Saudi Arabia and Egypt signed a $10 billion joint investment fund to develop NEOM, the mega-city planned in the north-western region of the Kingdom, as part of Crown Prince Muhammed bin Salman’s Egypt visit this week.

NEOM, a mega investment and business special zone unveiled by Prince Muhammed last October as part of plans to diversify the Kingdom’s oil dependent economy, will be the world’s first private zone to extend across three countries, Saudi Arabia, Egypt, and Jordan.

NEOM targets nine investment sectors including energy and water, biotechnology, advanced manufacturing, food, media, and entertainment. The focus on these industries is expected to reduce GDP leakage by providing fresh investment opportunities within the country.

The current deal is focussed on developing the Egyptian side of NEOM, which stretches over 1,000 square kilometers of land in the Southern Sinai.  “Saudi Arabia and Egypt have set up a joint fund of equal shares valued at more than $10 billion. The Egyptians share comprises a leased land for (the) long term”, quoted government sources.

As part of the deal, Saudi Arabia will build seven cities and tourism projects, while Egypt will contribute by developing the existing resorts of Sharm El-Sheikh and Hurghada.

Moreover, officials have clarified that Saudi Arabia is currently involved in negotiation talks with more than seven tourism-related operators and the Kingdom is currently working in collaboration with Egypt and Jordan to attract more European cruise and tourism companies to operate in the Red Sea.

Another agreement, focussing on protecting the marine environment as well as maintaining coral reefs and beaches in the Red Sea was also signed between Egypt and Saudi Arabia during the Crown Prince’s visit.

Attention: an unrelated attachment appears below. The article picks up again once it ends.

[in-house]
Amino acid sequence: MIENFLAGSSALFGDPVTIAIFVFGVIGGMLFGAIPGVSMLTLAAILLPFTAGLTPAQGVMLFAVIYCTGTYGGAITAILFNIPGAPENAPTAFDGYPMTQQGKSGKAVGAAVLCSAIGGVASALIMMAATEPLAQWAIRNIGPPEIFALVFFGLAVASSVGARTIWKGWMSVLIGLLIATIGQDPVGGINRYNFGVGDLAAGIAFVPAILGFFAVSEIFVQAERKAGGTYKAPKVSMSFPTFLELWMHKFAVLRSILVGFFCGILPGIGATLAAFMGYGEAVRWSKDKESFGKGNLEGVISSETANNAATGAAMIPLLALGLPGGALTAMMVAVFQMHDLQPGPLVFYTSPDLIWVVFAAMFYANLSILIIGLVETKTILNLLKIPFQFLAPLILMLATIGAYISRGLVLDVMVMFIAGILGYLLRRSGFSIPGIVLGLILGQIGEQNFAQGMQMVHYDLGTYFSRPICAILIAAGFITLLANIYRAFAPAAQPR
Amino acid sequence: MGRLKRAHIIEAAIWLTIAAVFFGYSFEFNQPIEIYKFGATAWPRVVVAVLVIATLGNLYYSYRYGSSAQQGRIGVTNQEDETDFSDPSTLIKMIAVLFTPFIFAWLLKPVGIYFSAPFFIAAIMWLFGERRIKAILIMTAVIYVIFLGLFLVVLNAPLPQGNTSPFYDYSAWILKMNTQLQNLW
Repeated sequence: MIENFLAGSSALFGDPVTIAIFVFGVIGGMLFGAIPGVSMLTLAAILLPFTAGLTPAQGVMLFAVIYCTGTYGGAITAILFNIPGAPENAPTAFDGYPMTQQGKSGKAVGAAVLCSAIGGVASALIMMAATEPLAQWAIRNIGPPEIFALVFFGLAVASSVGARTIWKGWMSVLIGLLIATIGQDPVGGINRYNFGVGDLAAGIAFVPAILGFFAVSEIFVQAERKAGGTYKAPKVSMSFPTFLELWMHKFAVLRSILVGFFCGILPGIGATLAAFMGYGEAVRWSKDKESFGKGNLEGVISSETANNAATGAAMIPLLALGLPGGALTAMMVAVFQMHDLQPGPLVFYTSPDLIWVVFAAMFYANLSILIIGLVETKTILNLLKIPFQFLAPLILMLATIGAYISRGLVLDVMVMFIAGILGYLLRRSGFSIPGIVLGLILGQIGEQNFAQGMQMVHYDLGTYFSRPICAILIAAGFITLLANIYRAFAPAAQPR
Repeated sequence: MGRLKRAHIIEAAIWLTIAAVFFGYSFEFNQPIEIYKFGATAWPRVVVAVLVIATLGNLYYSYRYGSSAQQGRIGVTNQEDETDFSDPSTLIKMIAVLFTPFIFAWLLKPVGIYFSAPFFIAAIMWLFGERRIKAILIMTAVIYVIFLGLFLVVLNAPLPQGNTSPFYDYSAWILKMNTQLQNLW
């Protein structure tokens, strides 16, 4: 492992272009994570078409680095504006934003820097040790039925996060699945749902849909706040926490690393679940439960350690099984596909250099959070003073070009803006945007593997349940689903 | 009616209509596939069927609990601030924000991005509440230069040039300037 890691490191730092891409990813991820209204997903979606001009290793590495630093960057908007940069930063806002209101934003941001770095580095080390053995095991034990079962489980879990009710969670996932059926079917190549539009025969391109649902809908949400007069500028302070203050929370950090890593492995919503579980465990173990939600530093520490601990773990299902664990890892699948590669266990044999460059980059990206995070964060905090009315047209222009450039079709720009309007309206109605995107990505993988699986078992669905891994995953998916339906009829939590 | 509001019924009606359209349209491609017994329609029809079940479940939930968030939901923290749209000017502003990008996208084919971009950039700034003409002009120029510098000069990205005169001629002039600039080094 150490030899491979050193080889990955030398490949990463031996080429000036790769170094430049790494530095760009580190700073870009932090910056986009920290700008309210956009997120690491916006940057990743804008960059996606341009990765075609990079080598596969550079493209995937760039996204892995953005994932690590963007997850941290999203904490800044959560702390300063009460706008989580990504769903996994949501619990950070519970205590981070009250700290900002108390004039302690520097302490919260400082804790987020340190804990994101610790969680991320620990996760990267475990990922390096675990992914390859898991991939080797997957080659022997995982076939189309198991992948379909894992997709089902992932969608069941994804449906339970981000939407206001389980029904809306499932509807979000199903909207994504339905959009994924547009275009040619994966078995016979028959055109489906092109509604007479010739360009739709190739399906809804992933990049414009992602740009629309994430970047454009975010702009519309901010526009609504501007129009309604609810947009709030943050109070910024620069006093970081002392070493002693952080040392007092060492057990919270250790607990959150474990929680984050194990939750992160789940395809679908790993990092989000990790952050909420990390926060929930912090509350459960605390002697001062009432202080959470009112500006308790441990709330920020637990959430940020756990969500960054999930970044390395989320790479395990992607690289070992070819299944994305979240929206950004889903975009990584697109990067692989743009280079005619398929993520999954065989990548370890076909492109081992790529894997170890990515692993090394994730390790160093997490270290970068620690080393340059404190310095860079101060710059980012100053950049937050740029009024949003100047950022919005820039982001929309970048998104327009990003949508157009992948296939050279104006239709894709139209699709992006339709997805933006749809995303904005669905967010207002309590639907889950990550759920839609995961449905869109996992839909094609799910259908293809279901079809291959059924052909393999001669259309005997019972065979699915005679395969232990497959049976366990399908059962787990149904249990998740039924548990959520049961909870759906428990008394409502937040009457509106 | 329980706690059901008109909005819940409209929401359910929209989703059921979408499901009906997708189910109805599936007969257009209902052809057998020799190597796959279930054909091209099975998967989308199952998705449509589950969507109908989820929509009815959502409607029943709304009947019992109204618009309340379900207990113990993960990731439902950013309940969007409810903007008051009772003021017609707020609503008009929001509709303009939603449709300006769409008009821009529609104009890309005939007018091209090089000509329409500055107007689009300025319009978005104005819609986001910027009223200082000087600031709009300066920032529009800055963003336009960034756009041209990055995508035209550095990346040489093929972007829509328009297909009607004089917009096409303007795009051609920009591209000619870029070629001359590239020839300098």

Separately, Saudi Arabia will start construction of the proposed luxury resorts on islands and other sites on the Red Sea in 2019 and the project is scheduled to be completed in 2022.


The Director General of Passports (Jawazat) reminded expatriates who haven’t documented their fingerprints to complete their registration process soon. Further, it called on expatriates to abide by residency-related regulations in the Kingdom.

Expatriates and their dependents who are six years of age or above must document their fingerprints at any of the fingerprinting centers set up across the Kingdom. The Jawazat also warned expatriates that if they did not hurry up and register their fingerprints, then they will be denied of various electronic services like issuance of exit/re-entry visas and their computer records will be blocked.


The General Directorate of Passports (Jawazat) clarified on Twitter that dependent fee would not be refunded to expatriate family members if they leave the Kingdom before the expiry of their iqamas.

The General Directorate of Passports clarified through its official Twitter account that dependent fee will not be refunded to expat family members who have opted to leave the Kingdom on final exit before the expiry of their iqamas.

The dependent fee, introduced by Saudi Arabia in 2017, is linked with a renewal of iqama or issuance of exit and re-entry visa or final exit visa, whichever comes first. It is mandatory for expatriate families to settle the dependent fee amount for all its dependent members during iqama renewal. However, exit re-entry process can be done against single individual dependent by paying the fee till the date of the validity of iqama.